Robert Burns was born on 25 January 1759 and is considered the national poet of Scotland.
A true passionate to Scotland and the culture of the country where he basically wrote his work in the dialect of the area where he was born in Ayrshire – the Scots Language.
Burns Night or Burns Supper
Burns didn’t had a long life, he passed away in 1796 at age 37, but his work is still celebrated not only in Scotland rather throughout the world.
On January 25th, it’s a day when we see more kilts through the streets than usual, with Burns Supper being the most important event of the day, the traditional dinner that celebrates the life and work of Robert Burns. If you happen to be around Scotland during 25th, it is good to visit and witness this unique tradition.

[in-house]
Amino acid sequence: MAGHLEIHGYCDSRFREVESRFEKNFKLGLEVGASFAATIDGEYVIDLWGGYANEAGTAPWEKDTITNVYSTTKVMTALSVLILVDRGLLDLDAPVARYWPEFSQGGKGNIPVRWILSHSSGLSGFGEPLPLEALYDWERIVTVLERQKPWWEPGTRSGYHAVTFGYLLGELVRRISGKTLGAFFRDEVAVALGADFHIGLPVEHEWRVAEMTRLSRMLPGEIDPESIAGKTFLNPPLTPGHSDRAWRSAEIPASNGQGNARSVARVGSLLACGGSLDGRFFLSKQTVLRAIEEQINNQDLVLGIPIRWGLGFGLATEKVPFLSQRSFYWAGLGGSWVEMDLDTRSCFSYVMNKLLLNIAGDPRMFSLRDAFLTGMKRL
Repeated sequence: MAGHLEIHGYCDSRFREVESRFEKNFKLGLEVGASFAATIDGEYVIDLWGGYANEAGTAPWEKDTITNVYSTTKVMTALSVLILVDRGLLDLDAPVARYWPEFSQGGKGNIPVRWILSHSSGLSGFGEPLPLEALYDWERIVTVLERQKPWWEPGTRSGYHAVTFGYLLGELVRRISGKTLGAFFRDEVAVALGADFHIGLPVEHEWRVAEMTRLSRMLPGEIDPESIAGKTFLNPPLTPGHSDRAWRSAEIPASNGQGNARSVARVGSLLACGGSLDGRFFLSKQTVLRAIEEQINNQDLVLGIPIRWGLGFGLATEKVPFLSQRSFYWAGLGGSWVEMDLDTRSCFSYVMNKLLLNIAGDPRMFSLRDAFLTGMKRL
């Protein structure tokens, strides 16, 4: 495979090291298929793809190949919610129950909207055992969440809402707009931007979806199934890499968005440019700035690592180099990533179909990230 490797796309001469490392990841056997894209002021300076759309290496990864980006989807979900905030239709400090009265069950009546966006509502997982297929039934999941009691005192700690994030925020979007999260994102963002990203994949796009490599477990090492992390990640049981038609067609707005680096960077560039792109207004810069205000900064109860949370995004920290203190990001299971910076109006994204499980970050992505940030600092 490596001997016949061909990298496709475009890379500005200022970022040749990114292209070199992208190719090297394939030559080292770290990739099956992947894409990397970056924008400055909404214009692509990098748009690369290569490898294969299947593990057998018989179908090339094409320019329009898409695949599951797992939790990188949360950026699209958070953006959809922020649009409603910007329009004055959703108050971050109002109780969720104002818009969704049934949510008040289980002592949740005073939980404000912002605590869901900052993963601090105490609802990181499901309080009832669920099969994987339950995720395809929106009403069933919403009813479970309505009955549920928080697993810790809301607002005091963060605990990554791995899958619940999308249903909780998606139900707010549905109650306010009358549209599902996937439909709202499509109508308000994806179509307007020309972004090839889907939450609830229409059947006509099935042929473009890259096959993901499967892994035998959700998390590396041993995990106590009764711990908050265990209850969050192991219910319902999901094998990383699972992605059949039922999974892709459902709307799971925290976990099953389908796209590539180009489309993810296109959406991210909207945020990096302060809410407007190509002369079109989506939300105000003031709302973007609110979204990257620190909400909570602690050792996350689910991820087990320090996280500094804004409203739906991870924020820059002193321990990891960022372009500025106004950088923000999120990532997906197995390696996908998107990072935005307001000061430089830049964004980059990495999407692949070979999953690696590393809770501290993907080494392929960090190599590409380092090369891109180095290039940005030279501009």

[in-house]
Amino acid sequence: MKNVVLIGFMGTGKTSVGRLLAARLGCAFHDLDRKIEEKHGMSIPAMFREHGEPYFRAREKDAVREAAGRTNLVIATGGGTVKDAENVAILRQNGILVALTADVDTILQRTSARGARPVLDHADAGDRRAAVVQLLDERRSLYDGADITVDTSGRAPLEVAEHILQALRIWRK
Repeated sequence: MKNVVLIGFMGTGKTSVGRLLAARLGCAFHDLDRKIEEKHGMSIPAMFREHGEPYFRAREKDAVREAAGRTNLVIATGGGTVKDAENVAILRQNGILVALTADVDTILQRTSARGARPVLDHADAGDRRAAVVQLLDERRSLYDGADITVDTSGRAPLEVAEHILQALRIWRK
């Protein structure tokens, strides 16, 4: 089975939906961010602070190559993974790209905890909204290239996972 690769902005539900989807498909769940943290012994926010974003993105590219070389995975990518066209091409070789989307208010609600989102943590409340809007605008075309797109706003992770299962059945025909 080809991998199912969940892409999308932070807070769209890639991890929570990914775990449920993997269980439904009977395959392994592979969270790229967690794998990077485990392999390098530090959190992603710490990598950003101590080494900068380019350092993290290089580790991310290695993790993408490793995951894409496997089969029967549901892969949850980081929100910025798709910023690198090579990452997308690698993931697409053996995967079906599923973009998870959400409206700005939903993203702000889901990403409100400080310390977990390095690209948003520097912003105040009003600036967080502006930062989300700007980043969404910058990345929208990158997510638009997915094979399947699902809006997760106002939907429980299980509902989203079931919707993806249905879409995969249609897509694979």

During the Burns Supper, participants are dressed up, eat the traditional Scottish delicacy – Haggis – drink whiskey to the sound of the Bagpipes, recite poems and sing Burns songs.
He was a pioneer of the Romantic Movement, wrote strong political and social texts, and in addition to his original works, Burns also collected folk songs from all parts of Scotland, having reviewed and adapted some of them.
Auld Lang Syne
One of his best known works is the poem Auld Lang Syne, still popularly sung today in Hogmanay (the last day of the year).
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